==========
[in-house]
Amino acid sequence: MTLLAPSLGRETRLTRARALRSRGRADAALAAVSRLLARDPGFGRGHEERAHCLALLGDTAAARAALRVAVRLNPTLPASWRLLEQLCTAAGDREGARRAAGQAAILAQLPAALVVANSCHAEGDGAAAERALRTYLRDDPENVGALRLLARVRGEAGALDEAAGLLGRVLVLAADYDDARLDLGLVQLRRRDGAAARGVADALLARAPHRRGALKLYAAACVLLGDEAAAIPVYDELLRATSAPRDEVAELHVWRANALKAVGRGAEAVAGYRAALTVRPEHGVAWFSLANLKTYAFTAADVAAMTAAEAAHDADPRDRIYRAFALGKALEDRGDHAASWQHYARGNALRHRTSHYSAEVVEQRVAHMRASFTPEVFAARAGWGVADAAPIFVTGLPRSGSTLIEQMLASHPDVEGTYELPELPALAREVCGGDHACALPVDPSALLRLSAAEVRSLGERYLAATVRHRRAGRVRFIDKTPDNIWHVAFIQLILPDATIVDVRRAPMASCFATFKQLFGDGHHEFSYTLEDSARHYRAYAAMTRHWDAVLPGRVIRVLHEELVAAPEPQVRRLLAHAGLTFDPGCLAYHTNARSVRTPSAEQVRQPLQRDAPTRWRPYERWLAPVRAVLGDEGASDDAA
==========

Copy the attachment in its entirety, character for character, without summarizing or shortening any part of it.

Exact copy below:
[in-house]
Amino acid sequence: MTLLAPSLGRETRLTRARALRSRGRADAALAAVSRLLARDPGFGRGHEERAHCLALLGDTAAARAALRVAVRLNPTLPASWRLLEQLCTAAGDREGARRAAGQAAILAQLPAALVVANSCHAEGDGAAAERALRTYLRDDPENVGALRLLARVRGEAGALDEAAGLLGRVLVLAADYDDARLDLGLVQLRRRDGAAARGVADALLARAPHRRGALKLYAAACVLLGDEAAAIPVYDELLRATSAPRDEVAELHVWRANALKAVGRGAEAVAGYRAALTVRPEHGVAWFSLANLKTYAFTAADVAAMTAAEAAHDADPRDRIYRAFALGKALEDRGDHAASWQHYARGNALRHRTSHYSAEVVEQRVAHMRASFTPEVFAARAGWGVADAAPIFVTGLPRSGSTLIEQMLASHPDVEGTYELPELPALAREVCGGDHACALPVDPSALLRLSAAEVRSLGERYLAATVRHRRAGRVRFIDKTPDNIWHVAFIQLILPDATIVDVRRAPMASCFATFKQLFGDGHHEFSYTLEDSARHYRAYAAMTRHWDAVLPGRVIRVLHEELVAAPEPQVRRLLAHAGLTFDPGCLAYHTNARSVRTPSAEQVRQPLQRDAPTRWRPYERWLAPVRAVLGDEGASDDAA